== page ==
06. Crogan's March by Chris Schweizer

Crogan's March by Chris Schweizer (Canada) - (US)
The Crogan Adventures, Vol. 2

Pages: 208
Ages: 13+
Finished: Jan. 7, 2011
First Published: Feb. 3, 2010
Publisher: Oni Press
Genre: YA, historical fiction, graphic novel
Rating: 5/5

First sentence:

Mom! Mom!

Acquired: Borrowed a copy through Interlibrary Loan.

Reason for Reading: Next in the series. This was a Cybils '10 nominee and as a panelist for Graphic Novels was required reading for me. The panelists did not receive a review copy from the publisher and like most other panelists, I, unfortunately, was unable to find a copy before our nominations were due. My copy from Interlibrary Loan request had just now come in.

Set within the framework of the modern day Crogan family, the father tells the patriarchal story of a fellow Crogan ancestor from the past. This book is about Peter Crogan, Legionnaire, circa 1912. An action packed story of a man within the French Foreign Legion and the fellow soldiers he meets and bonds with in various ways. Also explores his feelings for the locals whom they are there to protect and the Tuareg, who are fighting against them, along with the other soldiers' opinions. Peter is an average guy. We don't know exactly why he's in the FFL, but do know it was to get away from something and to start over, like many others who joined the Foreign Legion. Crogan doesn't seem to be any different than the others, he doesn't look different or act different but gradually as the story progresses we can see that Crogan has a conscience. He regrets certain actions and decisions he's made and he soon starts making decisions based on his conscience and we have an unlikely hero in the making.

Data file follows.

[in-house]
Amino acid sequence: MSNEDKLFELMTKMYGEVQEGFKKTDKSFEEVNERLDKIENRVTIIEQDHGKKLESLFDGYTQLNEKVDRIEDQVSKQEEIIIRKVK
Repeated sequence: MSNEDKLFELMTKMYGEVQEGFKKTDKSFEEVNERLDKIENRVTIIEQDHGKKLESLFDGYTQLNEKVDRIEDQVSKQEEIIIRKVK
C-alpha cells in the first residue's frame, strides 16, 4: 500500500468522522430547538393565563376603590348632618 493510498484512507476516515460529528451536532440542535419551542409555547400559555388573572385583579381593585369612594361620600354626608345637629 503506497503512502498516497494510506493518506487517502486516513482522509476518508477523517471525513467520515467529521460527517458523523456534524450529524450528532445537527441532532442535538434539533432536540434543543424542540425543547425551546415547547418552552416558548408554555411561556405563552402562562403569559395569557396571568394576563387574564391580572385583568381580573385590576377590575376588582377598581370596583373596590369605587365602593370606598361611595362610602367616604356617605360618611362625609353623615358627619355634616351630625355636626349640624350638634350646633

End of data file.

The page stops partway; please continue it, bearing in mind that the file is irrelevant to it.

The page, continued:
The story is full of action and adventure. Being lost in a sandstorm, battles galore, trapped inside the depths of a cave and being captured by the enemy for public decapitation in the morning. Yes, there is no lack of excitement. But there are also moments of pathos. Crogan first gets choked up when one of his buddies is the only one not to survive the sandstorm while others are only grateful the casualties were so few. Crogan realizes some truths in several poignant moments and there are two especially sad moments towards the end of the book.

I can't say the artwork is anything special for me. It's typical b/w cartoony drawing, well done. I really liked Vol. 1 but I adored this Volume. I think the story had so much depth and I must admit it my enjoyment may be due, in part, to my love of French Foreign Legion stories, from when I first saw Laurel and Hardy join the FFL to other old b/w movies to the awesome book "Beau Geste" by P.C. Wren. Looking forward to Volume 3 which from the cover picture at the end of the book looks like it will be about the Revolutionary War.


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